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The Hangzhou Hash House Harriers
By Nicholas Valenzuela

Hashing originated in 1938 in Malaysia when a group of British officers and expatriates began meeting on Monday evenings to run in a fashion patterned after the traditional British paper chase or "hare and hounds" game. One of the members suggested the name "Hash House Harriers" after the club where several of them happened to live and dine, known as the "Hash House." Their objectives were “To promote physical fitness among our members; To get rid of weekend hangovers; To acquire a good thirst and to satisfy it in beer; To persuade the older members that they are not as old as they feel.” At present, there are almost two thousand chapters in all parts of the world, including Antarctica. Hashing has been in Hangzhou off and on for over seven years but died out again in 2010.  I am sitting with Rogier Luijenburg, a Dutchman who revived it last year with some fellow hashers.

What is a Hash?
It’s a fun run, not a race. There’s no competition, just a game for everyone from 7-70 years old.  A person or two is “the hare”; they set the trail and usually pick out the meeting spot or starting line and the finish line prior to the race. Now we, “the hounds,” know where the start and finish are, but we don’t know the trail until we run it, however can expect about a 12km run. There is also a parallel walking course, which is usually around 8km, and never crosses the running trail to avoid confusion, so both will finish around the same time.
The hare brings a big bag of flour and sets dots of flour markings on the ground to mark the trail at about every 20 meters. At any kind of fork in the path, the hare can set a “check,” denoted by a flour circle. The front runners who arrive first must find the true path. Both paths have markings but eventually the true path will have a marking of 3 dots in a row. So they must distinguish true from false and come back to the check and maybe cut the flour circle on the left or right side to warn the others which path is true. This allows for the slower runners to catch up, so generally everyone stays together.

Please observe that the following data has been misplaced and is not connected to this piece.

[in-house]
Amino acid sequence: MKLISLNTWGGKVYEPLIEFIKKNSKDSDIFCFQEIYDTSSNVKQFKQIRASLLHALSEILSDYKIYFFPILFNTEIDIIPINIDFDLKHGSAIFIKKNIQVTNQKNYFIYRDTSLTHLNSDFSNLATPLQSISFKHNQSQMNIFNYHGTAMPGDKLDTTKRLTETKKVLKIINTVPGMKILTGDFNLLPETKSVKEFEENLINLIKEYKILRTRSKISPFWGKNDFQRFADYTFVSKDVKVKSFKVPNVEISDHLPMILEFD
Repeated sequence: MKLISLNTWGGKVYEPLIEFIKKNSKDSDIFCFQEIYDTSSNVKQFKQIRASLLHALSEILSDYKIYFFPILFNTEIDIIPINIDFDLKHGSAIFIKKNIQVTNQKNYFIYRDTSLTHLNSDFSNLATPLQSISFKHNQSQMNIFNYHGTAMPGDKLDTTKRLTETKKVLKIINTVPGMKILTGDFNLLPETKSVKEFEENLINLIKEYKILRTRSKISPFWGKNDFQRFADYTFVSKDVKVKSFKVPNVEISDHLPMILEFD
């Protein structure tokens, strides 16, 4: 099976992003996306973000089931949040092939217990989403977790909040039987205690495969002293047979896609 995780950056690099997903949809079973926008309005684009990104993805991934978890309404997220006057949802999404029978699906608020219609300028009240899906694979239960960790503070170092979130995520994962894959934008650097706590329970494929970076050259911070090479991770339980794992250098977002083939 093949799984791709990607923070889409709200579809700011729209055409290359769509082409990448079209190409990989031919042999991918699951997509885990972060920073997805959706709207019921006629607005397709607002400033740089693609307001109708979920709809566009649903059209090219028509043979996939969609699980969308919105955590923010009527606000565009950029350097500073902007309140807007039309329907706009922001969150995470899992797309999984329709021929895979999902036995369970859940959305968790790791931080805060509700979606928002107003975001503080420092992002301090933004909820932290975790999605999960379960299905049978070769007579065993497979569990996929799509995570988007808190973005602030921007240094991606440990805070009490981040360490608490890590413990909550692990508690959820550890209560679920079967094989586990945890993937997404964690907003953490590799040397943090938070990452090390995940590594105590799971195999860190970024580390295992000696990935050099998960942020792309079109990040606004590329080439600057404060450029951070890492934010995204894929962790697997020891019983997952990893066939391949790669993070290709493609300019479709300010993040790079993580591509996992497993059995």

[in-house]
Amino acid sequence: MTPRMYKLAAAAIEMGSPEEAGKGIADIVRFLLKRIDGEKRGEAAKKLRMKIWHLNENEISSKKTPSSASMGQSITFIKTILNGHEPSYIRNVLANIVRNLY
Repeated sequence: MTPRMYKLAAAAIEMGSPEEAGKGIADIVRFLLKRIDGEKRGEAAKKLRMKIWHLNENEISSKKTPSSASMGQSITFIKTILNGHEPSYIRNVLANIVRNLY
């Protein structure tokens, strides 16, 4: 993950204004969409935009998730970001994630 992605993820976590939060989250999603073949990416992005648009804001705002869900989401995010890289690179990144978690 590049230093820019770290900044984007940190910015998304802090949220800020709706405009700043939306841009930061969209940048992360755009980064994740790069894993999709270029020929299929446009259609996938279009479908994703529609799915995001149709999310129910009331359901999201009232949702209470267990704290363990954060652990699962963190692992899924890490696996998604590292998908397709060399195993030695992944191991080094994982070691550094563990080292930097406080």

Now, every city or hashing group has different side rules in addition. A common one that our hares will often do is to write BS on the ground to denote a Beer Stop. And this can either be a bar, a store or kiosk drink vendor, and everyone can take a break and have a beer or any other beverage.  

So how is a Hash different from a group of friends getting together for exercise?
Well, that’s exactly what we are! We are open to everyone joining, from walkers to runners. And we are generally a group of people that like to exercise and maybe have some beers after and socialize. We don’t care how old you are or what your job is, and we rarely talk about work.

However, at our finish lines, which is usually a bar or restaurant, we hold the Circle of Evaluation. It’s an honor to be called into the circle, even if some people don’t feel very honorable for doing so. We usually praise newcomers and make light fun of those who did silly or stupid things. Maybe someone took a shortcut or a couple were holding hands the whole time, or maybe someone wore a silly outfit (sometimes on purpose) so we will lightly make fun of them and we all have a good laugh.
We meet every other Saturday and donate 20RMB for flour and beer, and you can find out where we meet at www.Hangzhou-hhh.org.

Are these Hashes the same everywhere?
Well the main rules are the same but every hash group and city is different. Some places like Taiwan will do a full moon hash. In Hong Kong, they will also go whenever there is a typhoon. There are men or women only hashes, such as the Shanghai DOGS – the Distinguished Overseas Gentlemen of Shanghai. Of course these are not strict rules and are always all-inclusive, but if the other sex shows up then they should expect to be called into the circle. I’ve been to hashes in Qianjing, Beijing, Hong Kong, Shanghai, Xiamen and even in Japan. Each city has their own rules and a common meeting time. And of course there is the All China Nash Hash.